In the Philippines, her father’s family owned a thrift shop and lived on the floor above their workplace, Crisostomo said.
“He showed me that old stuff is cool still,” she said.
Her wardrobe was filled with bright, thrifted clothes long before she understood sustainability, she said. In the sixth grade, she took her passion for fashion to the next level.
With her mother’s help and guidance, she began to sell crocheted hats, phone cases and iPad cases at school and on Etsy, she said.
“Even from very young I was kind of used to the idea, or comfortable with the idea, that I know how to make things, and I know that people are willing to buy them,” Crisostomo said.
In high school, Crisostomo said she felt her imagination slowly diminish and her clothes become “boring and normal.”
“Living in the suburbs, I didn’t spend a lot of time outdoors,” she said. “I think IB just sucked the creative out of me.”
However, the move to Gainesville, Florida, introduced her to the beauty of nature, which inspired her to take interest in sustainability and reawoke her childhood love of creating.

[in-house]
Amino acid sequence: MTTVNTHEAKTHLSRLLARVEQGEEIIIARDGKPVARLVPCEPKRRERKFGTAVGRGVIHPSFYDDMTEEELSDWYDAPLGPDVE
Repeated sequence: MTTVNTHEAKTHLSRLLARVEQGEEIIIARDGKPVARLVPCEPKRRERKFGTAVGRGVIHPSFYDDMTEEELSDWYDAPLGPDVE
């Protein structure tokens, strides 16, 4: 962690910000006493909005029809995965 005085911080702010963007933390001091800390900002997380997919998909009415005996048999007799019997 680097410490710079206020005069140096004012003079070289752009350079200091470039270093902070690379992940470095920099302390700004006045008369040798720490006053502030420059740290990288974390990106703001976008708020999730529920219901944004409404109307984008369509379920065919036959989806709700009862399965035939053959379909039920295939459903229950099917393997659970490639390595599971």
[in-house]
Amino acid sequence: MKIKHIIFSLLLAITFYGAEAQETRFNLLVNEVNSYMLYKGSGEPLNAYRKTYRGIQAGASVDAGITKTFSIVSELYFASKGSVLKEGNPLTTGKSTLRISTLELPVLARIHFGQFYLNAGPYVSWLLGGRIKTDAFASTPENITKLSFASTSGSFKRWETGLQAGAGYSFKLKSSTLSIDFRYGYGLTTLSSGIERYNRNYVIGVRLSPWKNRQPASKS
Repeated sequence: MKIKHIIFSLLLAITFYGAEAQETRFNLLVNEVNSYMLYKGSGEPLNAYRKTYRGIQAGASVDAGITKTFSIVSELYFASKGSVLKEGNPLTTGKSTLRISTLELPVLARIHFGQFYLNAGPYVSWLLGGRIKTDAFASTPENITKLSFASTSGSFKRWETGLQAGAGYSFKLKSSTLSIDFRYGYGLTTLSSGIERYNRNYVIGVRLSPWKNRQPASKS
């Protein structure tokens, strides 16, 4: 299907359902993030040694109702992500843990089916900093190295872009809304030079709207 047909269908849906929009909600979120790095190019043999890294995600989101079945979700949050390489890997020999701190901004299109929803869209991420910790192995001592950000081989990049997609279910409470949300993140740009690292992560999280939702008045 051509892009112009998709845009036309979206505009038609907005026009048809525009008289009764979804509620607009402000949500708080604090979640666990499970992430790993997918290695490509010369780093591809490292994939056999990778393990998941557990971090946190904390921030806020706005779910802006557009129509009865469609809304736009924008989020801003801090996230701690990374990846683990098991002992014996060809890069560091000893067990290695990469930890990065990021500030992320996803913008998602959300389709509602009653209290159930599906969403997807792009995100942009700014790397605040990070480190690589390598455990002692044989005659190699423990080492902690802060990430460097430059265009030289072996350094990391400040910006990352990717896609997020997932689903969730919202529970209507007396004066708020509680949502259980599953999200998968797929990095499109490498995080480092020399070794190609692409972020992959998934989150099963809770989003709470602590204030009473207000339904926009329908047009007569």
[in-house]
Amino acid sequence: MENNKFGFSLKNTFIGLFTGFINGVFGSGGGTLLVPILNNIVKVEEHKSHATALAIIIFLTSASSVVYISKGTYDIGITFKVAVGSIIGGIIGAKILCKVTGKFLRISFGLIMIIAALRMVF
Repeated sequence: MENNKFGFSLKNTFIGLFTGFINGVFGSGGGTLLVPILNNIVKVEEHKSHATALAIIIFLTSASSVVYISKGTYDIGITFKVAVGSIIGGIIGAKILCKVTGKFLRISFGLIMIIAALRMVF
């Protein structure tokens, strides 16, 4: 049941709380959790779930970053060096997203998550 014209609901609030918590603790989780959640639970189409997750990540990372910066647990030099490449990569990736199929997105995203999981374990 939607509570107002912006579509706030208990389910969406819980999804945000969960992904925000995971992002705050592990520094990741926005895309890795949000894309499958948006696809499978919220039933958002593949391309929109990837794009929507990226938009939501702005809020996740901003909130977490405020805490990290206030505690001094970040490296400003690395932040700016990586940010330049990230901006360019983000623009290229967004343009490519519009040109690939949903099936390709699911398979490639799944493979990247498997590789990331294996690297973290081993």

“I think living in Gainesville exposed me to just outdoor recreation in general, which led me to major in sustainability and really integrate that into Redefined Goods,” she said.
When Crisostomo started Redefined Goods, she worked alone, she said. Each bag, built in an assembly-line style, typically takes her an hour to sew.
However, as she started broadening her sales to art markets, the young entrepreneur recruited a helper: her then 16-year-old brother.
Miguel Crisostomo, now a 17-year-old high school senior, is an artist as well. He said he tends to focus on digital and watercolor art, but he learned to sew on a sewing machine in the fifth grade.
He said he discovered he had a knack for making bucket hats last summer, and his sister recruited him to help with the shop.
“It makes me proud, honestly, knowing that I'm related to her and knowing that I can participate in that success and help her with it,” he said.
While Crisostomo said she does not remember her early sales, a moment that impacted her as an entrepreneur was the first time a brick-and-mortar store sold her tote bags.
As she walked through the doors of Life Unplastic, located at 2441 NW 43rd St., she clung nervously to the five bags in her arms. Standing in the shop, she presented her pitch.